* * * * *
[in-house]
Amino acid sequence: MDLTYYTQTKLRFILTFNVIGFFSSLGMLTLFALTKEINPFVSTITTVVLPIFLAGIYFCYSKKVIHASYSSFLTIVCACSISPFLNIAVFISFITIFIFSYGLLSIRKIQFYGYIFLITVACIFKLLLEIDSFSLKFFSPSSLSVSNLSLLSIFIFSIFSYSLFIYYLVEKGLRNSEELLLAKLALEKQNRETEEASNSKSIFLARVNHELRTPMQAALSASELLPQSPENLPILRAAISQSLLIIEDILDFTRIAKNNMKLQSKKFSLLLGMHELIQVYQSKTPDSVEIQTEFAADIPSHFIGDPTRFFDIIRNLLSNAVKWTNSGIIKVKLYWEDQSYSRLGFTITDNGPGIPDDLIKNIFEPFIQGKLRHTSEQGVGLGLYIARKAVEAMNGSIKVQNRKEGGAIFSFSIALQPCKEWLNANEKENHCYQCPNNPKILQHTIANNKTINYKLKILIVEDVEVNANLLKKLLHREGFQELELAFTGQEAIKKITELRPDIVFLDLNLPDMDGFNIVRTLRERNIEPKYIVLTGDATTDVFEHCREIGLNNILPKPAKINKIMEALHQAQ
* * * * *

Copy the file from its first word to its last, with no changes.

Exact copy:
[in-house]
Amino acid sequence: MDLTYYTQTKLRFILTFNVIGFFSSLGMLTLFALTKEINPFVSTITTVVLPIFLAGIYFCYSKKVIHASYSSFLTIVCACSISPFLNIAVFISFITIFIFSYGLLSIRKIQFYGYIFLITVACIFKLLLEIDSFSLKFFSPSSLSVSNLSLLSIFIFSIFSYSLFIYYLVEKGLRNSEELLLAKLALEKQNRETEEASNSKSIFLARVNHELRTPMQAALSASELLPQSPENLPILRAAISQSLLIIEDILDFTRIAKNNMKLQSKKFSLLLGMHELIQVYQSKTPDSVEIQTEFAADIPSHFIGDPTRFFDIIRNLLSNAVKWTNSGIIKVKLYWEDQSYSRLGFTITDNGPGIPDDLIKNIFEPFIQGKLRHTSEQGVGLGLYIARKAVEAMNGSIKVQNRKEGGAIFSFSIALQPCKEWLNANEKENHCYQCPNNPKILQHTIANNKTINYKLKILIVEDVEVNANLLKKLLHREGFQELELAFTGQEAIKKITELRPDIVFLDLNLPDMDGFNIVRTLRERNIEPKYIVLTGDATTDVFEHCREIGLNNILPKPAKINKIMEALHQAQ